May 19, 2022 at 4:33 AM

16 Responses

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  1. Thank you for the photos and the illustration of the word capital with the two flowers, Steve!

    Peter Klopp

    May 19, 2022 at 8:56 AM

    • And the pictures come to you from the capital of Texas. They’re much prettier than what’s in Das Kapital.

      Steve Schwartzman

      May 19, 2022 at 9:01 AM

  2. I don’t know anyone who condones illegal immigration and I’m considered pretty liberal by some standards. I also believe you can’t yell FIRE in a crowded theater (when there is no fire) and not have some guilt. That’s what folks like Tucker Carlson do every night but because they are on TV, they get away with it, citing 1st Amendment rights. I’ve seen Carlson’s show several times and his commentaries are riddled with lies and half-truths. He knows his audience will either believe him or just don’t care if he’s lying. And there are a lot of people like that and they vote. Thanks for letting me rant, Steve, and btw, beautiful photos today..

    oneowner

    May 19, 2022 at 9:14 AM

    • What I unfortunately can’t send you along with the pictures of the these Texas thistle flowers is their pleasant scent. I don’t know if all thistle flowers have a fragrance, but these sure do.

      With regard to condoning illegal immigration, I make a distinction between saying one is against illegal immigration while at the same time engaging in policies that fail to stop illegal immigration and thereby actually encourage it. I gave an example of that in a commentary on March 20, when I mentioned newsman Chris Wallace, who is on the political left:

      “Last year newsman Chris Wallace interviewed Secretary of Homeland Security Alejandro Mayorkas about the problem with throngs of people illegally coming across the southern border. After various questions, Chris Wallace finally asked Alejandro Mayorkas point-blank: “Why don’t you stop them?” Mayorkas spoke words that didn’t answer the question. The American government could largely solve the problem by calling up tens of thousands of soldiers from the National Guard or the military and stationing them along the southern border with orders not to let anyone come in illegally. Of course the current administration is as likely to do that as you are to swim across the Atlantic Ocean.”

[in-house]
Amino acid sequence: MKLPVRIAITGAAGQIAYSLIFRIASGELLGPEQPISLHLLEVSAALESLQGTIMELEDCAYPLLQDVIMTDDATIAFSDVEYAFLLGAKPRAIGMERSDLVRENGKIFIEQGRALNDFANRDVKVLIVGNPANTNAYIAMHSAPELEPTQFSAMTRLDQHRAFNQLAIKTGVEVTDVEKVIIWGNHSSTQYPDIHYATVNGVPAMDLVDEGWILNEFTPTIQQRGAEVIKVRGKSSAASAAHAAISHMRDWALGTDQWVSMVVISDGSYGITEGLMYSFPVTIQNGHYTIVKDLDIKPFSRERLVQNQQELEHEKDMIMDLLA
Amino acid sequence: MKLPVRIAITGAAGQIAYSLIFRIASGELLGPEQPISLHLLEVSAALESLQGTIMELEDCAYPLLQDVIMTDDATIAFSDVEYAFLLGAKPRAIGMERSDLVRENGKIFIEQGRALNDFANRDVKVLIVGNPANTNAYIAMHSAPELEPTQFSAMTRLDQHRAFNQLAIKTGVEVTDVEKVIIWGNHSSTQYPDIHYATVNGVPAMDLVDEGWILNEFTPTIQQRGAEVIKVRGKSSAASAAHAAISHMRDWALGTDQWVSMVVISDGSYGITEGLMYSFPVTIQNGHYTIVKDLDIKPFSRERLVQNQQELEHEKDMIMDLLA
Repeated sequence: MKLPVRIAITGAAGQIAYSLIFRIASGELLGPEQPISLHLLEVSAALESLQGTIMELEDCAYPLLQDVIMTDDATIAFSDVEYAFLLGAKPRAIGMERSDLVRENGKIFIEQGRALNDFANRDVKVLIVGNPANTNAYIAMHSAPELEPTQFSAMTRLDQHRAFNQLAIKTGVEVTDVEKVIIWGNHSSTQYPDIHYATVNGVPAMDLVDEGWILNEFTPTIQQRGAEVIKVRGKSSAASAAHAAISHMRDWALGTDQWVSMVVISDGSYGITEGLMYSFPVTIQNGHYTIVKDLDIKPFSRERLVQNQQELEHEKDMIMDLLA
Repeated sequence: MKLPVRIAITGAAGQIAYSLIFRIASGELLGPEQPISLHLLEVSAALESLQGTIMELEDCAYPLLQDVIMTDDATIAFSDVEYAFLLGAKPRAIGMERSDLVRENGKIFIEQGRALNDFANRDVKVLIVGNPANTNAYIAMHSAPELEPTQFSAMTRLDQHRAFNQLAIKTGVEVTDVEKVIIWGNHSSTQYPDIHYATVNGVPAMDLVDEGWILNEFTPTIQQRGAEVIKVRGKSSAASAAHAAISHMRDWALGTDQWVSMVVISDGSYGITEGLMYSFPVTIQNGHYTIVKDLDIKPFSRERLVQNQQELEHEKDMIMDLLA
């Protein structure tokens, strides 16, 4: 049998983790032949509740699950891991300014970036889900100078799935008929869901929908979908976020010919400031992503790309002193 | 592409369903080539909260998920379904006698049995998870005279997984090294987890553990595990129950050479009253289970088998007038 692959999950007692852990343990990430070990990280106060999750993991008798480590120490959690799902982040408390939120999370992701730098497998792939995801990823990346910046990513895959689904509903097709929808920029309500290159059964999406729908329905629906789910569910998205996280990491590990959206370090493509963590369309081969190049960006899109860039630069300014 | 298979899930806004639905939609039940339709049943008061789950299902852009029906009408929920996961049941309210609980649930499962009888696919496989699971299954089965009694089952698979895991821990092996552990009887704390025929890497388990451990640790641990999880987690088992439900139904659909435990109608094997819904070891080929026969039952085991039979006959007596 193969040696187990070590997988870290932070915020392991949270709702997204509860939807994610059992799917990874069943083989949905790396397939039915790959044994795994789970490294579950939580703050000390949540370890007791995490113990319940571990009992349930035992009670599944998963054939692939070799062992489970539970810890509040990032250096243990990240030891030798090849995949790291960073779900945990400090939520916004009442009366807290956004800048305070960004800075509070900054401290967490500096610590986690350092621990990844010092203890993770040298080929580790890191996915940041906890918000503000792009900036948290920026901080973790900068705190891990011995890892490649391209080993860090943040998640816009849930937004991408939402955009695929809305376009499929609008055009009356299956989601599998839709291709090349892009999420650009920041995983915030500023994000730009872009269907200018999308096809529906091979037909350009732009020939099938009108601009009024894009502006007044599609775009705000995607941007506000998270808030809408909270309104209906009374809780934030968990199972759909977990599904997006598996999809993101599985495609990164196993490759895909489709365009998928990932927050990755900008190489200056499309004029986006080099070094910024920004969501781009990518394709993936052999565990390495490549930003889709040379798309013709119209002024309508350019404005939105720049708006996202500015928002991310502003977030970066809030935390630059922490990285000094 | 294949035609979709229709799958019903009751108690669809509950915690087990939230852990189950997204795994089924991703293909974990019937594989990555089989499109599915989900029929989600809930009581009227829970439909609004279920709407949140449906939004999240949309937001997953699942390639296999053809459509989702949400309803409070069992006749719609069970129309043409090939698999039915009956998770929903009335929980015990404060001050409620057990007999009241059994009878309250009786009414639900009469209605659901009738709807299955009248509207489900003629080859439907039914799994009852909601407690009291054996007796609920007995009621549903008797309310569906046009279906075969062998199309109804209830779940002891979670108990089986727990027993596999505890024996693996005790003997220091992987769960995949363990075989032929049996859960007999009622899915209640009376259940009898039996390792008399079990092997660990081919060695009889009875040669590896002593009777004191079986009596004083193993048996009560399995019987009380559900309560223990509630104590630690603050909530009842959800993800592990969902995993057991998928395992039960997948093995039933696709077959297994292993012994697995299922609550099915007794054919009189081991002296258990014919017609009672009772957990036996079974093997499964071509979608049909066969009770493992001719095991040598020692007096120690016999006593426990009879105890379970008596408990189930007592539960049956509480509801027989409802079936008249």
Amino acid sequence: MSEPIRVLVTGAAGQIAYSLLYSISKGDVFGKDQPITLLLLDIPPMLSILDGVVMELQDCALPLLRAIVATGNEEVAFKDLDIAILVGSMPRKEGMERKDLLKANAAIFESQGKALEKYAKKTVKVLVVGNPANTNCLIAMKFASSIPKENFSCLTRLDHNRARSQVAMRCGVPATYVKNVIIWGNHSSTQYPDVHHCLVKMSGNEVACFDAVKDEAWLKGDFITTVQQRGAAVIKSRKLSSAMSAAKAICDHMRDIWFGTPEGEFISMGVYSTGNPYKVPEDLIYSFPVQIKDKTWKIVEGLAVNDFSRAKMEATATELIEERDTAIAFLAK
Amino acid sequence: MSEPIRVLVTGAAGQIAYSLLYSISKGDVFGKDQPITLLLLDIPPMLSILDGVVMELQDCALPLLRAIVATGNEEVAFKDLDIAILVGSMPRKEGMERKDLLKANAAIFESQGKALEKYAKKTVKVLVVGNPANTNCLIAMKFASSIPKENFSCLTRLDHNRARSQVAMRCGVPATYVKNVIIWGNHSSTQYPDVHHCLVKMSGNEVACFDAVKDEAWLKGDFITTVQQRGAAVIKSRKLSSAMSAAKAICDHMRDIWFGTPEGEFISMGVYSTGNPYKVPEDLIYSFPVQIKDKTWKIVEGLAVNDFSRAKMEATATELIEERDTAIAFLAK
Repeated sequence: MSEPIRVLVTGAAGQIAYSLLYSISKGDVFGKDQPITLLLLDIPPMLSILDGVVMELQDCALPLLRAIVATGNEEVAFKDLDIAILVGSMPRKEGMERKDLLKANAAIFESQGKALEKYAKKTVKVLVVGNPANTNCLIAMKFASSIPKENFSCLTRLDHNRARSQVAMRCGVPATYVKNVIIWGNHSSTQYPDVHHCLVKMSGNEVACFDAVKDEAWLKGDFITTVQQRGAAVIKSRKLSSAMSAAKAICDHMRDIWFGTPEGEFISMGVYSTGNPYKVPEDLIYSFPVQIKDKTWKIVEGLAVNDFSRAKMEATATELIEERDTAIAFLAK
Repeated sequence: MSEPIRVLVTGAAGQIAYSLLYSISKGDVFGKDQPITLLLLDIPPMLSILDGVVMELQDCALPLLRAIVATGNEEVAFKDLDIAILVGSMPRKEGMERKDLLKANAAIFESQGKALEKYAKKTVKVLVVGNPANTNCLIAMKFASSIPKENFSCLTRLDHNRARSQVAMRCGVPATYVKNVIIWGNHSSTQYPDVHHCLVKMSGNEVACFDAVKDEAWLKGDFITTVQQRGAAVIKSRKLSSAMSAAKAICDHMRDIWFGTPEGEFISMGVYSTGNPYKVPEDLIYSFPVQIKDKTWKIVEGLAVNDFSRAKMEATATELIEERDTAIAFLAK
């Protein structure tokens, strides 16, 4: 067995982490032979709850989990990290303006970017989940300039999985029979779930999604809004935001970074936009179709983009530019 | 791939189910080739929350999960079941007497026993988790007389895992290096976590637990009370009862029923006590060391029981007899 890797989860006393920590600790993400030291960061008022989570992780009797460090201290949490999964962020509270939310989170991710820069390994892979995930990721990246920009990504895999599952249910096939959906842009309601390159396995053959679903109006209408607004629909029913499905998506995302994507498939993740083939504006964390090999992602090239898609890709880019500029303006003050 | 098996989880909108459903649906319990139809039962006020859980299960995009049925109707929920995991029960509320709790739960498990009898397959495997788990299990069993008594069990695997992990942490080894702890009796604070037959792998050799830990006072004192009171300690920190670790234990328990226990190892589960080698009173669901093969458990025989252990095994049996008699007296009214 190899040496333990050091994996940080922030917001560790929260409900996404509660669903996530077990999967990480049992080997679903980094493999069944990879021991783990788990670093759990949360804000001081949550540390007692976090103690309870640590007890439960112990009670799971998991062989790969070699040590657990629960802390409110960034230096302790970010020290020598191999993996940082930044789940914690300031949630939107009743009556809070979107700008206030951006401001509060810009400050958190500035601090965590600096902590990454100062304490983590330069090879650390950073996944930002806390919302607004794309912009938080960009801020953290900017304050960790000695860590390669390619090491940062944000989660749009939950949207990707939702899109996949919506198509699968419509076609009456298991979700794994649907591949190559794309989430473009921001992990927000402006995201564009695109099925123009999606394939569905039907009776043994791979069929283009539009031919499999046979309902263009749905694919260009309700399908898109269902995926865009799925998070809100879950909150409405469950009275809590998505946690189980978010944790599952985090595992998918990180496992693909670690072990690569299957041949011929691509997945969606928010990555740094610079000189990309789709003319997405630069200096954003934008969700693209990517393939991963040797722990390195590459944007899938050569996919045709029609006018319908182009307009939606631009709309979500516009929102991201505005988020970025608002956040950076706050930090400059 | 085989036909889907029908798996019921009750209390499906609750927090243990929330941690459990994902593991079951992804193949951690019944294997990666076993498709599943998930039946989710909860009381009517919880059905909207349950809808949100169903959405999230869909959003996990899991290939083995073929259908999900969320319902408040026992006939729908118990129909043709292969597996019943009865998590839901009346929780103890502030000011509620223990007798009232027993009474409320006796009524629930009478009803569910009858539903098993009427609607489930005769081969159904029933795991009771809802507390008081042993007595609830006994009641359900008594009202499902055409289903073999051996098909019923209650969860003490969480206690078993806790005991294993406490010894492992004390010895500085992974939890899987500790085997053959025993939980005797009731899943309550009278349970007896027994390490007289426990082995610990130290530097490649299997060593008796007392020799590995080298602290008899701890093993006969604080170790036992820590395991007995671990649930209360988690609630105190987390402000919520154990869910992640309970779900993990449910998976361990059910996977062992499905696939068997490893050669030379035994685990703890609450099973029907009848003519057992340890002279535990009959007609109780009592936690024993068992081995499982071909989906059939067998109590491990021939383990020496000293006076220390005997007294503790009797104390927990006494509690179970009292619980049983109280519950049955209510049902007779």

I get the impression that most Americans are happy with our million-people-a-year legal immigration—the most of any country in the world—but are unhappy with illegal immigration, especially in the huge numbers we’ve been seeing since the current administration gained control (of power, not the border). I’ll have more specifically about illegal immigration in the conclusion of my three-part commentary tomorrow.

      As for Tucker Carlson, I’ve seen quite a few of his shows. In most cases I’ve agreed with what he and his guests have said; in some cases not. If you’d like to mention one or several things he has said that aren’t true, I’m certainly willing to hear them and see what I think about them.

      Steve Schwartzman

      May 19, 2022 at 10:01 AM

      • I’m not a Fox News regular but I became aware of Carlson’s show when he mentioned on his show that Tammy Duckworth hates America (back in 2020, I think). I know he likes to consider himself a shock-jock but I thought his comments were not only untrue but in the poorest of taste. Now he has pushed the racist “great replacement theory” on television more than 400 times (according to the NYT). I don’t think this kind of commentary is in any way helpful to a nation struggling with serious issues.

        oneowner

        May 19, 2022 at 10:34 AM

        • I’ll grant you that Tucker Carlson sometimes sensationalizes the documentaries he’s produced. I’d prefer a neutral approach that lets the facts—some of which, like overdose drug deaths and homeless encampments on city streets, are egregious—speak for themselves.